If you are someone who would rather buy convenience meals or products consider cooking homemade meals or baking from scratch.

Not only will you save money but you will be proud of what you accomplished and you’ll see that from the smiles on those you feed.

If you don’t already know I have a second Facebook page called The Free Recipe Depot where I share recipes from other Food Bloggers from around the world.

I also share recipes on CBB once a week on Sundays either made by me or my in-house home blog cook Nicola Don!

This week our Top Recipe Pick goes to Diane over at Canning and Cooking at Home for Mom’s Lemon Squares. Don’t they just look gorgeous? I’m going to be looking into testing out this recipe very soon.

 

Editor’s Pick

 

Every week I will pick a blog post of the week from around the web that I found interesting and want to share with you and an Editor’s top blog post pick.

Editor’s pick (That’s me Mr.CBB) this week goes to… Femme Frugality who shared her Golden Rule of Budgeting.  When I read her post I agreed that many people budget one amount but spend far more than that number. We underestimate what we will spend so it’s always best to budget more than you think you will need. It’s better to be safe then in debt.

 

How people find CBB

 

Every week I get thousands of people visit Canadian Budget Binder because they did a search online and found my blog. Keep in mind any spelling errors below are because I share with you the exact way they typed their search engine query to land on my blog.

  • Do Dollar Store Pregnancy Tests Work?– Our son will be 1 years old very soon and that Dollar Store test verified 4 times YES my wife was pregnant.
  • Wives that spend too much– Sounds like their needs to be a Facebook Group started for this one, lol.
  • Does Value Village charge tax- You bet they do!
  • Is the Scanning Code of Practice a Law?– No, it is not a law which means stores do not have to follow SCOP if they don’t wish to.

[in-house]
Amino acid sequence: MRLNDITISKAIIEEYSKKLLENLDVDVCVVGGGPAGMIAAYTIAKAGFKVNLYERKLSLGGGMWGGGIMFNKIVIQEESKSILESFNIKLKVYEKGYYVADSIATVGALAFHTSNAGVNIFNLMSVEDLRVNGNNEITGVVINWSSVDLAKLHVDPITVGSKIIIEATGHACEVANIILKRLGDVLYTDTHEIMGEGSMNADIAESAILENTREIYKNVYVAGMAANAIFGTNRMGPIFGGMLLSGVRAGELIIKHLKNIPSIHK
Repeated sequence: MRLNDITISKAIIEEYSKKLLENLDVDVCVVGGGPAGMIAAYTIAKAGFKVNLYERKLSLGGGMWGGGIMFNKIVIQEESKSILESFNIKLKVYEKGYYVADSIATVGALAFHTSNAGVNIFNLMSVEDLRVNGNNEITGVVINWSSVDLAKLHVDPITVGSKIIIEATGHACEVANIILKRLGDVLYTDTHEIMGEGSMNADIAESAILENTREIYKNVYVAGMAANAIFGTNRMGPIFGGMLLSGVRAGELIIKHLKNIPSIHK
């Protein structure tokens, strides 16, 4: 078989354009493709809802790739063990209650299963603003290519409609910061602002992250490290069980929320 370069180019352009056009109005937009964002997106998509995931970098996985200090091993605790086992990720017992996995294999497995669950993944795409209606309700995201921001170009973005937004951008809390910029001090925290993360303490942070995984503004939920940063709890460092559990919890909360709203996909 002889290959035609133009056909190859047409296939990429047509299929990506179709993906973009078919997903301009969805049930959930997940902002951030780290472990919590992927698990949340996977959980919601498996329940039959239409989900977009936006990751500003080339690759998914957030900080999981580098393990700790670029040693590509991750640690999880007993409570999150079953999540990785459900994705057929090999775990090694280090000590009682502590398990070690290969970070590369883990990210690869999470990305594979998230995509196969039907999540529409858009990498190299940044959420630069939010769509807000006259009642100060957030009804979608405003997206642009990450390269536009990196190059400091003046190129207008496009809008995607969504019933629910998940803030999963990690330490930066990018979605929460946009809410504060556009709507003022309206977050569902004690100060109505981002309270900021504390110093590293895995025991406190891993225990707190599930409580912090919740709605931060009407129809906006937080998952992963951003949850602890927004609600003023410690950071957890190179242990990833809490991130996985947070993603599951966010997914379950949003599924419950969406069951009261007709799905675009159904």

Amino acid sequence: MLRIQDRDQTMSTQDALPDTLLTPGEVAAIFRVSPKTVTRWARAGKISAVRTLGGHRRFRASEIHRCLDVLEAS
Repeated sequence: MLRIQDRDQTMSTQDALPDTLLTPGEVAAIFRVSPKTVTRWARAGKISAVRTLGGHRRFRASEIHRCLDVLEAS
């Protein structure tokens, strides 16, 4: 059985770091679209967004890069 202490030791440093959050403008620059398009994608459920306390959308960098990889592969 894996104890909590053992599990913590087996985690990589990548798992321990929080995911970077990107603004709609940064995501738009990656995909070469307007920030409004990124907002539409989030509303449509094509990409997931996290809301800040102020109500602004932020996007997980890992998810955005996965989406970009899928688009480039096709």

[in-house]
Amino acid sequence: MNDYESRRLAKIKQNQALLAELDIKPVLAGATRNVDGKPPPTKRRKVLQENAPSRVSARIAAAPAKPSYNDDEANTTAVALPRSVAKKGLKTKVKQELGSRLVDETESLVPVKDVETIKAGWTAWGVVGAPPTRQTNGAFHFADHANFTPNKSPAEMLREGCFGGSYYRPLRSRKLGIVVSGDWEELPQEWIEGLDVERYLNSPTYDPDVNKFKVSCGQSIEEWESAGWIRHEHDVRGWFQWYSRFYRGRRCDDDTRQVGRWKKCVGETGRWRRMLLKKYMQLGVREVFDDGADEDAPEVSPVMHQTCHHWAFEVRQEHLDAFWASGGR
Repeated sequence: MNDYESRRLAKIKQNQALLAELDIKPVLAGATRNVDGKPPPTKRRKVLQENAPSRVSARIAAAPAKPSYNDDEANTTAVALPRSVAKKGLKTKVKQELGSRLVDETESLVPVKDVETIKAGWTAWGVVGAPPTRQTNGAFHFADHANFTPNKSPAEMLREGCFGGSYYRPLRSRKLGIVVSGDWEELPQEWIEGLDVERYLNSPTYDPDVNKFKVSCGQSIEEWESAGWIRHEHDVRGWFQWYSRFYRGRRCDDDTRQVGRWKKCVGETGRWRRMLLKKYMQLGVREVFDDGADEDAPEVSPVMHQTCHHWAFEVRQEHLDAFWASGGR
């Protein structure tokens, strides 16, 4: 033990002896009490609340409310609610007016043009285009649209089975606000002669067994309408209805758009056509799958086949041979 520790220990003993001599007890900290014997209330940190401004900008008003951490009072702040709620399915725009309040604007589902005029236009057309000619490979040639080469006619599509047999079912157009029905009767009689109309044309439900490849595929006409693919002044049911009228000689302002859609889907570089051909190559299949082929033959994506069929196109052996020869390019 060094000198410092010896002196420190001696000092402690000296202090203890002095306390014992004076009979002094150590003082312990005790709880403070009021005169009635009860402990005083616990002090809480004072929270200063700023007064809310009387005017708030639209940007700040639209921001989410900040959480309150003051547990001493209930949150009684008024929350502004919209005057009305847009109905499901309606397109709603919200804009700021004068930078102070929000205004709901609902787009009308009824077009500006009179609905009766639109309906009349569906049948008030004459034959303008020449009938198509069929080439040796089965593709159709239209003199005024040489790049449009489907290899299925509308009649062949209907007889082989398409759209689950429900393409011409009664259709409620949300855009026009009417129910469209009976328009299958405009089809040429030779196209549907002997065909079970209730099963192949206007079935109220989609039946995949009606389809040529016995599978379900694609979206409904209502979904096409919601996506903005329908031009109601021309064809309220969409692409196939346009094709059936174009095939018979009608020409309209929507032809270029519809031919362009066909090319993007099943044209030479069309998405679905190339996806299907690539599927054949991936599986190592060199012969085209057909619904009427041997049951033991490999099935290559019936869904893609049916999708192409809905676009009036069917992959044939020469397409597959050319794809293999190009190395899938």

• Lottery winners going broke– Oh the irony!
  • Are guys who cook sexy?– I don’t know, are they? 😛

Don’t forget to subscribe to my daily blog post by entering your email address on the home page and verifying the subscription email once it is sent to you.

-Mr.CBB

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7 Comments

  1. Thanks again for allowing me to be featured on your Making a Difference series! I greatly appreciate your commitment to help others out in the blogging community. Keep up the good work!

  2. The points on recession proofing your finances are point on! I especially loved the items about having emergency savings and that no job is recession proof. Even if you think you have the most secure job in the world, all that needs to happen is hard times fall on the company and all of a sudden everyone is expendable. Which then makes your emergency fund much more important.

    We are still working at building our funds up to a level we need them but we are getting close.

  3. My friends are living in Canada and they are somehow affected by the recession as some of them lost jobs. They’re glad that they have savings to back them up during the time they are unemployed.

  4. Preparing for a recession would be much like preparing for any kind of thing that could hurt the finances. The powers that be don’t want to even say the ‘R’ word much less the big ‘D’ word!! We’re on a fixed income so raise is not really in our vocabulary to put it politely. The only thing our credit card is used for these days is any online orders and it’s paid off right away. The last thing ordered here was the virus program for the computers. Luckily Staples had it on sale 2-3 weeks before we needed to install the new one and we got a 3 pack to handle all three computers inhouse. The older boy, AKA the family tech support did the install on mine and his fathers. His brother managed his own. We still roll a small amount over from checking to my savings account as our emergency fund every week. It may not always stay there long but it’s there.
    I will be putting up our Christmas lights sometime in early Nov. while the weather is warmer. It’s just lights around the front porch windows but I’ll plug them in the night of the local Santa Claus parade and then unplug until the first of Dec. when they go into the timer we have for them.
    Those lemon squares look good!!! Have a good long weekend!!!

  5. Thank you so much for the feature! I can’t profess to know much about the Canadian economy, but the part time job aspect is interesting. Here in the US, we had the opposite happen after the recession. Our unemployment numbers started going down, but for a while it was largely due to part time jobs. The people working them largely weren’t hustling; they were underemployed, which is an even bigger problem here because our full time employers are traditionally the way we get truly affordable health insurance and other benefits.

    Can totally identify with Vic… Our finances got a whole lot better after kids, largely due to the drive to earn more after them!

  6. I agree with the idea that no job is permanent. I like the suggestion about keeping you skills sharp and staying informed about the latest developments in your industry. Great Article! Lots of info about recessions without the scare tactics.

    1. Thanks Cynthia… yes no scare tactics but certainly a reminder that recession or not we have to be ahead of the game. No one cares more about our money than we do. Thanks for your comment. Have a great weekend.